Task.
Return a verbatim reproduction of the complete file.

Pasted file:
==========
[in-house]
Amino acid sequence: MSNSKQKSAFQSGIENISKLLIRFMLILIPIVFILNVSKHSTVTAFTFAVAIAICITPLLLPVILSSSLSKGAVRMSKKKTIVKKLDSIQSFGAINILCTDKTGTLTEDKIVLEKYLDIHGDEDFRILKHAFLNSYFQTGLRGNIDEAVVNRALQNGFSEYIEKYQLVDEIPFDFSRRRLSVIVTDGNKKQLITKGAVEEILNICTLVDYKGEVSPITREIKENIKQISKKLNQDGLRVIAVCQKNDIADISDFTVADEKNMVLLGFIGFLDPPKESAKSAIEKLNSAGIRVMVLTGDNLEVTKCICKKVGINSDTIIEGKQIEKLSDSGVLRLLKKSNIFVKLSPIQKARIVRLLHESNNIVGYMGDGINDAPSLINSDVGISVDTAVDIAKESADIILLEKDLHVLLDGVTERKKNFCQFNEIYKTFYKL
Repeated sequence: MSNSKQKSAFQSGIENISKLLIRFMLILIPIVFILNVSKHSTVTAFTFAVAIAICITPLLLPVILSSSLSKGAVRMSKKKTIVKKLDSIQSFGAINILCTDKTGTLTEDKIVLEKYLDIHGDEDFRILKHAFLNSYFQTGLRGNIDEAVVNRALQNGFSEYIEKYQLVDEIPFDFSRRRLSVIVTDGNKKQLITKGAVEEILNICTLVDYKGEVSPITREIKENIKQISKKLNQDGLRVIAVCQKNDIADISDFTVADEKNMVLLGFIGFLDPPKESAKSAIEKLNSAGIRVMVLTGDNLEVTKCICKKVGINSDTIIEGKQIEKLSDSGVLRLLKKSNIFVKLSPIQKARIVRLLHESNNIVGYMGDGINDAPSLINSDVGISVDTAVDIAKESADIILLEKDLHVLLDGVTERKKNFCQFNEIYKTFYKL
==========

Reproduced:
[in-house]
Amino acid sequence: MSNSKQKSAFQSGIENISKLLIRFMLILIPIVFILNVSKHSTVTAFTFAVAIAICITPLLLPVILSSSLSKGAVRMSKKKTIVKKLDSIQSFGAINILCTDKTGTLTEDKIVLEKYLDIHGDEDFRILKHAFLNSYFQTGLRGNIDEAVVNRALQNGFSEYIEKYQLVDEIPFDFSRRRLSVIVTDGNKKQLITKGAVEEILNICTLVDYKGEVSPITREIKENIKQISKKLNQDGLRVIAVCQKNDIADISDFTVADEKNMVLLGFIGFLDPPKESAKSAIEKLNSAGIRVMVLTGDNLEVTKCICKKVGINSDTIIEGKQIEKLSDSGVLRLLKKSNIFVKLSPIQKARIVRLLHESNNIVGYMGDGINDAPSLINSDVGISVDTAVDIAKESADIILLEKDLHVLLDGVTERKKNFCQFNEIYKTFYKL
Repeated sequence: MSNSKQKSAFQSGIENISKLLIRFMLILIPIVFILNVSKHSTVTAFTFAVAIAICITPLLLPVILSSSLSKGAVRMSKKKTIVKKLDSIQSFGAINILCTDKTGTLTEDKIVLEKYLDIHGDEDFRILKHAFLNSYFQTGLRGNIDEAVVNRALQNGFSEYIEKYQLVDEIPFDFSRRRLSVIVTDGNKKQLITKGAVEEILNICTLVDYKGEVSPITREIKENIKQISKKLNQDGLRVIAVCQKNDIADISDFTVADEKNMVLLGFIGFLDPPKESAKSAIEKLNSAGIRVMVLTGDNLEVTKCICKKVGINSDTIIEGKQIEKLSDSGVLRLLKKSNIFVKLSPIQKARIVRLLHESNNIVGYMGDGINDAPSLINSDVGISVDTAVDIAKESADIILLEKDLHVLLDGVTERKKNFCQFNEIYKTFYKL